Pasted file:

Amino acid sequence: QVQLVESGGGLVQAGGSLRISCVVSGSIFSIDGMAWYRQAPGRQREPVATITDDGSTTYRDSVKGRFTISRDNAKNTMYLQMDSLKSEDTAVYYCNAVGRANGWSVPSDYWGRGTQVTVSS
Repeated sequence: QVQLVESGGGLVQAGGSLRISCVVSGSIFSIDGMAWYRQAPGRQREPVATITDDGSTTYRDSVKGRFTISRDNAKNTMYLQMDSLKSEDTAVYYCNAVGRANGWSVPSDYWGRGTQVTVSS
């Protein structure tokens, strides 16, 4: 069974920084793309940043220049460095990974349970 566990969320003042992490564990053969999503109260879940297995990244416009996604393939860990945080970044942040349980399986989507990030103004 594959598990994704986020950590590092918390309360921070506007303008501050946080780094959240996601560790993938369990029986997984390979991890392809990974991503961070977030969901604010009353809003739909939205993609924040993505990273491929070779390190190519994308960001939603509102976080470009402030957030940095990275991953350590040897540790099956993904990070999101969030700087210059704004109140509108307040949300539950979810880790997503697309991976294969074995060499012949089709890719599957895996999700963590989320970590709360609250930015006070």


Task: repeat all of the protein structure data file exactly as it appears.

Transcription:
Amino acid sequence: QVQLVESGGGLVQAGGSLRISCVVSGSIFSIDGMAWYRQAPGRQREPVATITDDGSTTYRDSVKGRFTISRDNAKNTMYLQMDSLKSEDTAVYYCNAVGRANGWSVPSDYWGRGTQVTVSS
Repeated sequence: QVQLVESGGGLVQAGGSLRISCVVSGSIFSIDGMAWYRQAPGRQREPVATITDDGSTTYRDSVKGRFTISRDNAKNTMYLQMDSLKSEDTAVYYCNAVGRANGWSVPSDYWGRGTQVTVSS
């Protein structure tokens, strides 16, 4: 069974920084793309940043220049460095990974349970 566990969320003042992490564990053969999503109260879940297995990244416009996604393939860990945080970044942040349980399986989507990030103004 594959598990994704986020950590590092918390309360921070506007303008501050946080780094959240996601560790993938369990029986997984390979991890392809990974991503961070977030969901604010009353809003739909939205993609924040993505990273491929070779390190190519994308960001939603509102976080470009402030957030940095990275991953350590040897540790099956993904990070999101969030700087210059704004109140509108307040949300539950979810880790997503697309991976294969074995060499012949089709890719599957895996999700963590989320970590709360609250930015006070």